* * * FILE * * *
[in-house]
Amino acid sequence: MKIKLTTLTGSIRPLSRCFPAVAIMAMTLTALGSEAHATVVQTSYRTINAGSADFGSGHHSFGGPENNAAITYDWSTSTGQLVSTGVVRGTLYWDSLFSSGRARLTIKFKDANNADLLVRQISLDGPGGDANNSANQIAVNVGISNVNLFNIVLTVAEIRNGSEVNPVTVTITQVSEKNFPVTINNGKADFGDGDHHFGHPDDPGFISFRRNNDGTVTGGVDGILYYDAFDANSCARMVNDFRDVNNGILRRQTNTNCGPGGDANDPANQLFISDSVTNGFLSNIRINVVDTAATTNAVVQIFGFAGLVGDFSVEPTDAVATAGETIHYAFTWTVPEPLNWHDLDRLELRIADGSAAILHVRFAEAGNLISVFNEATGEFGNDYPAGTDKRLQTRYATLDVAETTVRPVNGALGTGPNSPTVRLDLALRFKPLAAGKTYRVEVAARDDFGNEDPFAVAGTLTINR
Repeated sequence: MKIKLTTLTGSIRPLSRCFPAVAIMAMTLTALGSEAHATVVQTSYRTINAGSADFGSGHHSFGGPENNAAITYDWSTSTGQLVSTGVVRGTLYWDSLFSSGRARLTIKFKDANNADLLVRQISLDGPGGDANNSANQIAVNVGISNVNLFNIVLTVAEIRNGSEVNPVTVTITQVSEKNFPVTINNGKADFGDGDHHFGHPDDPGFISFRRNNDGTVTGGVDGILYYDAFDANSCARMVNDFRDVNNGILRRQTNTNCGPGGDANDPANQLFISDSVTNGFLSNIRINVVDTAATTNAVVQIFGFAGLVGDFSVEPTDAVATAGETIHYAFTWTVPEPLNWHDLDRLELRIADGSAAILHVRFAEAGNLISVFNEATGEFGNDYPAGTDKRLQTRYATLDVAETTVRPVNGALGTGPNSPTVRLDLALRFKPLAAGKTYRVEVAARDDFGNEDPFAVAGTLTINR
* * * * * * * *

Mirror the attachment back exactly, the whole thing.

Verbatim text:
[in-house]
Amino acid sequence: MKIKLTTLTGSIRPLSRCFPAVAIMAMTLTALGSEAHATVVQTSYRTINAGSADFGSGHHSFGGPENNAAITYDWSTSTGQLVSTGVVRGTLYWDSLFSSGRARLTIKFKDANNADLLVRQISLDGPGGDANNSANQIAVNVGISNVNLFNIVLTVAEIRNGSEVNPVTVTITQVSEKNFPVTINNGKADFGDGDHHFGHPDDPGFISFRRNNDGTVTGGVDGILYYDAFDANSCARMVNDFRDVNNGILRRQTNTNCGPGGDANDPANQLFISDSVTNGFLSNIRINVVDTAATTNAVVQIFGFAGLVGDFSVEPTDAVATAGETIHYAFTWTVPEPLNWHDLDRLELRIADGSAAILHVRFAEAGNLISVFNEATGEFGNDYPAGTDKRLQTRYATLDVAETTVRPVNGALGTGPNSPTVRLDLALRFKPLAAGKTYRVEVAARDDFGNEDPFAVAGTLTINR
Repeated sequence: MKIKLTTLTGSIRPLSRCFPAVAIMAMTLTALGSEAHATVVQTSYRTINAGSADFGSGHHSFGGPENNAAITYDWSTSTGQLVSTGVVRGTLYWDSLFSSGRARLTIKFKDANNADLLVRQISLDGPGGDANNSANQIAVNVGISNVNLFNIVLTVAEIRNGSEVNPVTVTITQVSEKNFPVTINNGKADFGDGDHHFGHPDDPGFISFRRNNDGTVTGGVDGILYYDAFDANSCARMVNDFRDVNNGILRRQTNTNCGPGGDANDPANQLFISDSVTNGFLSNIRINVVDTAATTNAVVQIFGFAGLVGDFSVEPTDAVATAGETIHYAFTWTVPEPLNWHDLDRLELRIADGSAAILHVRFAEAGNLISVFNEATGEFGNDYPAGTDKRLQTRYATLDVAETTVRPVNGALGTGPNSPTVRLDLALRFKPLAAGKTYRVEVAARDDFGNEDPFAVAGTLTINR